Italy Parliament Debates Measure to Save Eluana Englaro, Inspectors Visit Clinic
by Steven Ertelt
February 9, 2009
Rome, Italy (LifeNews.com) — With the president of Italy rejecting an emergency measure to save the life of Eluana Englaro, the disabled woman whose father won a court order to kill her, the Italian Parliament is now debating whether to override the decision. Meanwhile, government inspectors are probing the clinic that is starving her to death.
Members of the Italian Senate debated the measure on Monday and it is expected to be approved quickly.
Englaro was severely disabled 17 years ago from an automobile accident and her father wants to remove her feeding tube in the same way Terri Schiavo’s was removed. Doing so would subject the woman to a painful starvation and dehydration death.
Officials at the clinic that is supposed to be caring for Eluana started the process of starving her to death on Friday and gradually reduced the amount of food and water she received over the weekend. Today, Englaro reportedly is getting no nutrition and the process could make it so she may never recover if not reversed quickly.
That’s why members of parliament are rushing to approve the emergency order to reconnect her feeding tube.
The Senate is expected to approve the bill on Tuesday after amendments are considered today and then the lower house will debate and vote on the bill.
The lower house isn’t expected to vote on the measure until Wednesday and, by that time, the deprivation of food and water may have done enough damage to Englaro that she would be unable to recover.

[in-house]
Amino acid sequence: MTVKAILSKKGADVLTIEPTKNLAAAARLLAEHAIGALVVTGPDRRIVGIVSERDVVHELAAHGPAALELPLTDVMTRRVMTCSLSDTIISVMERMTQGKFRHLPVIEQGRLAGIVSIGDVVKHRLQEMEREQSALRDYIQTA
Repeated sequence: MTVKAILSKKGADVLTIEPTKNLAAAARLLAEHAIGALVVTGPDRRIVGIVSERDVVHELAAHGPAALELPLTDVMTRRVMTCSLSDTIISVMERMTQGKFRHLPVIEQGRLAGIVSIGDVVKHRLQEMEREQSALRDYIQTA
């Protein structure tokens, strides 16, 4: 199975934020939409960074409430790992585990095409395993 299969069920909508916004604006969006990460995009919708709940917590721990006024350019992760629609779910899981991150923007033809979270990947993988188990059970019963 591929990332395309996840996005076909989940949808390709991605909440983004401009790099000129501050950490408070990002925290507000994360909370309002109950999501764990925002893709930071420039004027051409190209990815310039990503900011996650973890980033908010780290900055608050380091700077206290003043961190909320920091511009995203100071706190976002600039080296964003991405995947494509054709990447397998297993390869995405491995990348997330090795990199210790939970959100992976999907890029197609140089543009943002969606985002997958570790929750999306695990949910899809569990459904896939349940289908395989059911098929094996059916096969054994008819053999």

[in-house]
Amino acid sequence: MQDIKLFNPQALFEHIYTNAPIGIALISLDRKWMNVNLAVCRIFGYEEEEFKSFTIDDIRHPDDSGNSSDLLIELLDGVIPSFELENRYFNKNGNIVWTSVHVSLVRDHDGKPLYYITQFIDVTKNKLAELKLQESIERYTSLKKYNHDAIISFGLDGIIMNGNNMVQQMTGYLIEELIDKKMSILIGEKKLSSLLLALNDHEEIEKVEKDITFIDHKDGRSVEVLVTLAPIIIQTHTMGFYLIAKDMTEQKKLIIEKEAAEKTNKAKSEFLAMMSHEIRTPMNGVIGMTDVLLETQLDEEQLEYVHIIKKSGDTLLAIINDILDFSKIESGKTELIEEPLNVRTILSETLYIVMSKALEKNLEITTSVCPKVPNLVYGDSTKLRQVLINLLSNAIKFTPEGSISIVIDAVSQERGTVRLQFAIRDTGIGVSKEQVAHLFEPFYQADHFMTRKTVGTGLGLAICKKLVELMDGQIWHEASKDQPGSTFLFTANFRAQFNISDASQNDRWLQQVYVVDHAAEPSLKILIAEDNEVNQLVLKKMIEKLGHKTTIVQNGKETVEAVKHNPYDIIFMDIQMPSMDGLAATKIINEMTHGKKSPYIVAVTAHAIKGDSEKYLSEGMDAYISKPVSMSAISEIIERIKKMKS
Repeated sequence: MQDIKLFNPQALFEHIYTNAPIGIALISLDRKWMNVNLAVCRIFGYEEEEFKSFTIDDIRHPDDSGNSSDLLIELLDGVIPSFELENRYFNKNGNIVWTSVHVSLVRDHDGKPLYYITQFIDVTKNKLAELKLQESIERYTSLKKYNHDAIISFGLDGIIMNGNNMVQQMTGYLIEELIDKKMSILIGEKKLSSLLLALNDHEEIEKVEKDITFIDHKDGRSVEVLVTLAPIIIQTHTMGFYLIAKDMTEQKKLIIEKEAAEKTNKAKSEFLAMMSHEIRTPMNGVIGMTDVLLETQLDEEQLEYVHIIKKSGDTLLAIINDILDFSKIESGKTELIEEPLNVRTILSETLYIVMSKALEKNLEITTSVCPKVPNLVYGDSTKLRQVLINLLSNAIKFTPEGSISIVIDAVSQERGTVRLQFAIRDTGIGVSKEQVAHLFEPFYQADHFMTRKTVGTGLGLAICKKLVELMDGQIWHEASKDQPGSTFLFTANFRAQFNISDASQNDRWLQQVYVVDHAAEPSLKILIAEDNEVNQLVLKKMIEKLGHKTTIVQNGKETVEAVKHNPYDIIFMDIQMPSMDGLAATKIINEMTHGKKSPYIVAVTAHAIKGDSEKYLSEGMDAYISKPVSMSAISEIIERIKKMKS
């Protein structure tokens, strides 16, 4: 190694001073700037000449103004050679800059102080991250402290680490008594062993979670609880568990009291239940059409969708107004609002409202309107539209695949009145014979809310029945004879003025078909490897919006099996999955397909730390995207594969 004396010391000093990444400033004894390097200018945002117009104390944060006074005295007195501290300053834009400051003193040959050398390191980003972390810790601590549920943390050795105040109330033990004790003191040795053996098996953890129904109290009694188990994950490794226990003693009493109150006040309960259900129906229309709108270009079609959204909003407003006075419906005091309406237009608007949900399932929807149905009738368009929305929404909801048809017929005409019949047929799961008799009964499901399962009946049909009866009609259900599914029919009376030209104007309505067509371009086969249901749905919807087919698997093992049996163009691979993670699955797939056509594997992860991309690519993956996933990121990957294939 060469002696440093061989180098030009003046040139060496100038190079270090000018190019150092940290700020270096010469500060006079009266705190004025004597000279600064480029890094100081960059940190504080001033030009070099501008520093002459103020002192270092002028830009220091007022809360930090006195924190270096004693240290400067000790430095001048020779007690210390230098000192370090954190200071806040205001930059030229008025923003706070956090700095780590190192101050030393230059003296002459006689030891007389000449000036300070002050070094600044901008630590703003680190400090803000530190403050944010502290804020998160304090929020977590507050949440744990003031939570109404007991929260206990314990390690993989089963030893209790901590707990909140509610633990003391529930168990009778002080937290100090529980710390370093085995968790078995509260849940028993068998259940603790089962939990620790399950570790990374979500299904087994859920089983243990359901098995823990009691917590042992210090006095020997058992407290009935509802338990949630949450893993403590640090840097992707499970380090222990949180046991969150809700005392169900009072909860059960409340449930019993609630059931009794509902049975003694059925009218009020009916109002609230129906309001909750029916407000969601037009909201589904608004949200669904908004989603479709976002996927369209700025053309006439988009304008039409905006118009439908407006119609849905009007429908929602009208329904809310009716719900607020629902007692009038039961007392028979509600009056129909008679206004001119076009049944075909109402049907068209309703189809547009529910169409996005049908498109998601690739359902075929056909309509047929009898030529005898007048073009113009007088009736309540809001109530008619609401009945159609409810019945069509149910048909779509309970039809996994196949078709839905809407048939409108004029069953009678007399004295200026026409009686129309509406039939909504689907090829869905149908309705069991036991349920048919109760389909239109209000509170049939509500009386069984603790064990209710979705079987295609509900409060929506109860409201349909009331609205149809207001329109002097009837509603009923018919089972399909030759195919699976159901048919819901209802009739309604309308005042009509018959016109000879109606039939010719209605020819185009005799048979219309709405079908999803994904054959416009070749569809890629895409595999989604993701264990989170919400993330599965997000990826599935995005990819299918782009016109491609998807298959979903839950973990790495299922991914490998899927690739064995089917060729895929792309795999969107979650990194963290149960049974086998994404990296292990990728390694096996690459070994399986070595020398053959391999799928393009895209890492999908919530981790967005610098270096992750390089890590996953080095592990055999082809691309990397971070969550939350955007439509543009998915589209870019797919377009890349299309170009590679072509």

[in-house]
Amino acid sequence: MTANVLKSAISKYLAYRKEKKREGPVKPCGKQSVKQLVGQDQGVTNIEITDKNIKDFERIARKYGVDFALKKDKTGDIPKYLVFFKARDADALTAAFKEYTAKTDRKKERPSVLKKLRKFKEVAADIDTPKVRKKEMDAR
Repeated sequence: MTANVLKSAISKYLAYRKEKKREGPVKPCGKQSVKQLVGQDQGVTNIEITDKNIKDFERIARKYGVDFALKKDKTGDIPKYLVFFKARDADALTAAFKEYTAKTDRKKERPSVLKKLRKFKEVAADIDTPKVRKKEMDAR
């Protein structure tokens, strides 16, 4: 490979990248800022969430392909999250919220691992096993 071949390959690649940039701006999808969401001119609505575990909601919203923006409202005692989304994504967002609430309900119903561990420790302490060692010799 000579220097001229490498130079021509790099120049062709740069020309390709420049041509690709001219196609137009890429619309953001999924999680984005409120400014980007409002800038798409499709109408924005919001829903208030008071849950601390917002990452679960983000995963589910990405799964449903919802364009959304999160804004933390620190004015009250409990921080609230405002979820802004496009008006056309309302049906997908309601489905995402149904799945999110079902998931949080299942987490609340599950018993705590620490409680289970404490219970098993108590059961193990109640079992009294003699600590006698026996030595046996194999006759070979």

There is some discussion about whether the law would be able to be applied to Englaro or only to future cases like hers, but AP indicates Health Minister Maurizio Sacconi said it would be revised to make sure Englaro is protected.
The measure is needed because Premier Silvio Berlusconi and members of the cabinet signed off on it but President Giorgio Napolitano vetoed it saying it went against the court ruling.
Meanwhile, inspectors visited the clinic on Monday to check on whether it meets the standards set forth in the order by the Italian appeals court in its ruling allowing Englaro’s death.
Sacconi said over the weekend that an initial probe had reported "irregularities" and that the clinic did not qualify because it is a medical center and not a hospice. If so, Englaro would have her food and water restored while she is taken to a clinic that would be allowed to kill her.
Regional authorities sent their own inspectors on Monday to see if Sacconi is right, but the clinic’s deputy director, Luciano Cattivello, told reporters it fulfilled all legal requirements.
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